The Good There's a lot to like in the Nikon D600, including a great set of shooting features, comfortable and intelligent design, and excellent photo quality and performance.
The Bad Photos display some unrecoverable clipping in the highlights that you don't expect in a camera of its caliber.
The Bottom Line The Nikon D600 is a really good camera for the money, as long as you're willing to shell out for the lenses that can do it justice.
Great full-frame camera on the (sorta) cheap
Inexpensive -- well, it's all relative -- smartly designed, fast, and with generally excellent photo quality, the Nikon D600 lives up to the buzz it generated from its first days as a baby rumor.
With one disappointing exception, the D600 delivers terrific photo quality for the price. It produces relatively clean image data at low and midrange ISO sensitivities, and has very smart JPEG and noise-reduction algorithms. You get very clean JPEGs up through ISO 400. I start to see a little degradation in shadow areas at ISO 800, though there's no corresponding degradation in well-lit areas until about ISO 3200. JPEG images are generally quite usable through ISO 1600; depending upon the scene and lighting you can probably push it as high as ISO 6400, though I'd recommend working with raw to be on the safe side. I was a bit surprised that it wasn't significantly better than the Canon EOS 5D Mark II at ISO 12800, but the D600 does have less clipping in the shadows and I couldn't find any hot pixels.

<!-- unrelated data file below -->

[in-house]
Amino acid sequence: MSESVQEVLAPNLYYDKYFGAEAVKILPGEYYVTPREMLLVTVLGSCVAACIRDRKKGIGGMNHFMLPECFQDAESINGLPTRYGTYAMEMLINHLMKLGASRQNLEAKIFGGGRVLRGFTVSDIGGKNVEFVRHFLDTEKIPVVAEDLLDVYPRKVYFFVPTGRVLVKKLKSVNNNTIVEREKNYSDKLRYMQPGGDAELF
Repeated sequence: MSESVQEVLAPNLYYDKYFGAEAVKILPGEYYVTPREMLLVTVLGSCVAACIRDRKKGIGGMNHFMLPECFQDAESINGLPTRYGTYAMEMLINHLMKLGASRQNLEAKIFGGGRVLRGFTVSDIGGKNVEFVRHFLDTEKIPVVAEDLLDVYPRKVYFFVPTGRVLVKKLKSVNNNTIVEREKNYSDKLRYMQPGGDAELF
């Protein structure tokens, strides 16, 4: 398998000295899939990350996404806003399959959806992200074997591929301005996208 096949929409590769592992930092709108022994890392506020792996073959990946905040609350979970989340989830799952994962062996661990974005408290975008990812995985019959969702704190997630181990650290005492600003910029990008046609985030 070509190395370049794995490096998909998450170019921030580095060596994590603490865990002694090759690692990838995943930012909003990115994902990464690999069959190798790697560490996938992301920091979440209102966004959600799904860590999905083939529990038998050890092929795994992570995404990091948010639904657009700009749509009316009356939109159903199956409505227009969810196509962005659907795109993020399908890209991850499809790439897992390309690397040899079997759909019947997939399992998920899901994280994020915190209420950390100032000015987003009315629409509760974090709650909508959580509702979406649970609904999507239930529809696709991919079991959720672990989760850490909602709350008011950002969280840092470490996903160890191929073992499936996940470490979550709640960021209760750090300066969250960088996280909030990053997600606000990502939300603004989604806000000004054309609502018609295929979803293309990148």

Like most full-frame cameras, the D600 produces photos with a nice, natural sharpness and tonality. It renders a broad dynamic range, although disappointingly there's a lot less recoverable detail in clipped highlights,even in 14-bitraw files, than with more expensive models like the 5D Mark III and (it will be interesting to see how the Canon EOS 6D fares under similar circumstances). The D600 does very well with shadow detail, however.
Nikon bails on advanced compacts and that's not good
Opinion: The company announced that it was dropping the attempt to produce its ill-fated series of enthusiast-targeted fixed-lens models and it doesn't sound like it plans to try again.